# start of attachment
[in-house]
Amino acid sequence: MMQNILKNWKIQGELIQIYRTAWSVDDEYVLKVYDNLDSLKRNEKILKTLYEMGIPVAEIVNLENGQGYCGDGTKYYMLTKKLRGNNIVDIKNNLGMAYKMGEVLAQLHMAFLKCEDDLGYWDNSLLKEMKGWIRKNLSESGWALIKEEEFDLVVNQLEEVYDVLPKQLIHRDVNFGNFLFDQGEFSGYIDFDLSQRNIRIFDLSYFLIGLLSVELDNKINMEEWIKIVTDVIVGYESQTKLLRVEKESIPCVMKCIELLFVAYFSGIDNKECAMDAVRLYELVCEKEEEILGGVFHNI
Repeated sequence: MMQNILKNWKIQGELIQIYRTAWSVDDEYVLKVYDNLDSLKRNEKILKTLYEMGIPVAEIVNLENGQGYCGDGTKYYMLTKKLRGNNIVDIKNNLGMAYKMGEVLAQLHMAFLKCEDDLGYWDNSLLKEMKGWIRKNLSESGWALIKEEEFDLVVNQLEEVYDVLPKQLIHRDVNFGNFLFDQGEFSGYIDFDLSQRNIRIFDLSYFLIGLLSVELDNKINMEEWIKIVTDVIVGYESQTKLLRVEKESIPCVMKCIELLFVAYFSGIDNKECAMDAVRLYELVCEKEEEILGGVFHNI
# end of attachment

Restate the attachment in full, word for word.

[in-house]
Amino acid sequence: MMQNILKNWKIQGELIQIYRTAWSVDDEYVLKVYDNLDSLKRNEKILKTLYEMGIPVAEIVNLENGQGYCGDGTKYYMLTKKLRGNNIVDIKNNLGMAYKMGEVLAQLHMAFLKCEDDLGYWDNSLLKEMKGWIRKNLSESGWALIKEEEFDLVVNQLEEVYDVLPKQLIHRDVNFGNFLFDQGEFSGYIDFDLSQRNIRIFDLSYFLIGLLSVELDNKINMEEWIKIVTDVIVGYESQTKLLRVEKESIPCVMKCIELLFVAYFSGIDNKECAMDAVRLYELVCEKEEEILGGVFHNI
Repeated sequence: MMQNILKNWKIQGELIQIYRTAWSVDDEYVLKVYDNLDSLKRNEKILKTLYEMGIPVAEIVNLENGQGYCGDGTKYYMLTKKLRGNNIVDIKNNLGMAYKMGEVLAQLHMAFLKCEDDLGYWDNSLLKEMKGWIRKNLSESGWALIKEEEFDLVVNQLEEVYDVLPKQLIHRDVNFGNFLFDQGEFSGYIDFDLSQRNIRIFDLSYFLIGLLSVELDNKINMEEWIKIVTDVIVGYESQTKLLRVEKESIPCVMKCIELLFVAYFSGIDNKECAMDAVRLYELVCEKEEEILGGVFHNI